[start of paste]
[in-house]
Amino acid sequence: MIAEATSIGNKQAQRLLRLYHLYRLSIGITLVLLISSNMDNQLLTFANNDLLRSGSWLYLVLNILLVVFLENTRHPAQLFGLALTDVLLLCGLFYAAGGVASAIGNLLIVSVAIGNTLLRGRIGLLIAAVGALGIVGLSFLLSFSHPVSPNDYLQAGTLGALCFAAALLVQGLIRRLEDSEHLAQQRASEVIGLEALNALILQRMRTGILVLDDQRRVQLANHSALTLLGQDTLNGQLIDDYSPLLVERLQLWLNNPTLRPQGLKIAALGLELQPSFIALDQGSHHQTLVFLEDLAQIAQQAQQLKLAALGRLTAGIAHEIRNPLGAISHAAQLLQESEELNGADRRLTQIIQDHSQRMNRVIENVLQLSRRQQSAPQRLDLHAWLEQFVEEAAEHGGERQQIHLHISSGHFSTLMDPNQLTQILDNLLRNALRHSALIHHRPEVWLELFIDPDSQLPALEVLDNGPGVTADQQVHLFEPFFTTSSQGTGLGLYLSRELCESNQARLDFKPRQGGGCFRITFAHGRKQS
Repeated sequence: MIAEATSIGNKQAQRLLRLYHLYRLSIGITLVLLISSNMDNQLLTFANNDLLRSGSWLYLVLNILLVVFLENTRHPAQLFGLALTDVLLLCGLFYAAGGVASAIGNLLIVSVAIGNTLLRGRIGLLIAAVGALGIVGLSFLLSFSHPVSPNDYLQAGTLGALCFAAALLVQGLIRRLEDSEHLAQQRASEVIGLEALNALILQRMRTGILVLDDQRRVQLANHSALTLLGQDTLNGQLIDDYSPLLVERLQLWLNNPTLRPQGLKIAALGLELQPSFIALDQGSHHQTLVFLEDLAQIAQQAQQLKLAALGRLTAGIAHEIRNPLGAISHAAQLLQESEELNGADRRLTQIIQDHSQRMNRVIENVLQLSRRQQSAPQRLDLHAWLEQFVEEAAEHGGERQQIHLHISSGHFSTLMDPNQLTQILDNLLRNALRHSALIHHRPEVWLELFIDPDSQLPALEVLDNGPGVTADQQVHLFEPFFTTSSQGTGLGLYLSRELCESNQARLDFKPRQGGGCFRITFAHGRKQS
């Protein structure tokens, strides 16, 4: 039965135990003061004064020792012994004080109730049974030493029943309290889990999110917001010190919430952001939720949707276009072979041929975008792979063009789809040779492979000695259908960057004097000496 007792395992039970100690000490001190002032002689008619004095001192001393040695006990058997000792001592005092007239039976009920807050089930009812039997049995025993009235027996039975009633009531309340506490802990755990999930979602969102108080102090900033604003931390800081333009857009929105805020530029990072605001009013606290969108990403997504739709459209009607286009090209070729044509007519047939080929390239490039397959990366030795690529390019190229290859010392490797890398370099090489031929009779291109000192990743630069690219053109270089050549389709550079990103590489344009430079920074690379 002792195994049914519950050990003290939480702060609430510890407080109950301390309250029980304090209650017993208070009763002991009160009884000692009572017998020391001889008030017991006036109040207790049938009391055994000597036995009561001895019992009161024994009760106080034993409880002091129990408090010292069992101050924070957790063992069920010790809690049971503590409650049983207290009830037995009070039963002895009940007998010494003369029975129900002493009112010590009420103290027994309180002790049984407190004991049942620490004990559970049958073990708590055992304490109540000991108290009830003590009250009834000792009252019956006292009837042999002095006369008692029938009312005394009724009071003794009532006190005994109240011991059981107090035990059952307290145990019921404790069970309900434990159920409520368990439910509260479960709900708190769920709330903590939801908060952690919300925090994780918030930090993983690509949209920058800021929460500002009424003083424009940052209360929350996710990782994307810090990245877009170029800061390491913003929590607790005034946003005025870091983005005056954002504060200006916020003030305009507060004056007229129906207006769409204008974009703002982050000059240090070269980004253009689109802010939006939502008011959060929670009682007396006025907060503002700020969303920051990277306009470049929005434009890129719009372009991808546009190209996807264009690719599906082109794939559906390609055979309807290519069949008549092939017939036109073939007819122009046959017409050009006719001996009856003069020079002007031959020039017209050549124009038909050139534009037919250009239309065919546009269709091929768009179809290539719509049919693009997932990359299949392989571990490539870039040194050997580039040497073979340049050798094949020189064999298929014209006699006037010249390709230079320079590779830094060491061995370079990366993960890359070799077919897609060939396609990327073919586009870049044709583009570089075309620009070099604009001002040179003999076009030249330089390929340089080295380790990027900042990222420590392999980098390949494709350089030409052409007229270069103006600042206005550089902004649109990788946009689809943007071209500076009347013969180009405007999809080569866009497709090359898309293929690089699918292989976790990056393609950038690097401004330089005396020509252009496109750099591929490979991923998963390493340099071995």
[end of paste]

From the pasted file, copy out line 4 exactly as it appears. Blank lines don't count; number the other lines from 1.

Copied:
């Protein structure tokens, strides 16, 4: 039965135990003061004064020792012994004080109730049974030493029943309290889990999110917001010190919430952001939720949707276009072979041929975008792979063009789809040779492979000695259908960057004097000496 007792395992039970100690000490001190002032002689008619004095001192001393040695006990058997000792001592005092007239039976009920807050089930009812039997049995025993009235027996039975009633009531309340506490802990755990999930979602969102108080102090900033604003931390800081333009857009929105805020530029990072605001009013606290969108990403997504739709459209009607286009090209070729044509007519047939080929390239490039397959990366030795690529390019190229290859010392490797890398370099090489031929009779291109000192990743630069690219053109270089050549389709550079990103590489344009430079920074690379 002792195994049914519950050990003290939480702060609430510890407080109950301390309250029980304090209650017993208070009763002991009160009884000692009572017998020391001889008030017991006036109040207790049938009391055994000597036995009561001895019992009161024994009760106080034993409880002091129990408090010292069992101050924070957790063992069920010790809690049971503590409650049983207290009830037995009070039963002895009940007998010494003369029975129900002493009112010590009420103290027994309180002790049984407190004991049942620490004990559970049958073990708590055992304490109540000991108290009830003590009250009834000792009252019956006292009837042999002095006369008692029938009312005394009724009071003794009532006190005994109240011991059981107090035990059952307290145990019921404790069970309900434990159920409520368990439910509260479960709900708190769920709330903590939801908060952690919300925090994780918030930090993983690509949209920058800021929460500002009424003083424009940052209360929350996710990782994307810090990245877009170029800061390491913003929590607790005034946003005025870091983005005056954002504060200006916020003030305009507060004056007229129906207006769409204008974009703002982050000059240090070269980004253009689109802010939006939502008011959060929670009682007396006025907060503002700020969303920051990277306009470049929005434009890129719009372009991808546009190209996807264009690719599906082109794939559906390609055979309807290519069949008549092939017939036109073939007819122009046959017409050009006719001996009856003069020079002007031959020039017209050549124009038909050139534009037919250009239309065919546009269709091929768009179809290539719509049919693009997932990359299949392989571990490539870039040194050997580039040497073979340049050798094949020189064999298929014209006699006037010249390709230079320079590779830094060491061995370079990366993960890359070799077919897609060939396609990327073919586009870049044709583009570089075309620009070099604009001002040179003999076009030249330089390929340089080295380790990027900042990222420590392999980098390949494709350089030409052409007229270069103006600042206005550089902004649109990788946009689809943007071209500076009347013969180009405007999809080569866009497709090359898309293929690089699918292989976790990056393609950038690097401004330089005396020509252009496109750099591929490979991923998963390493340099071995």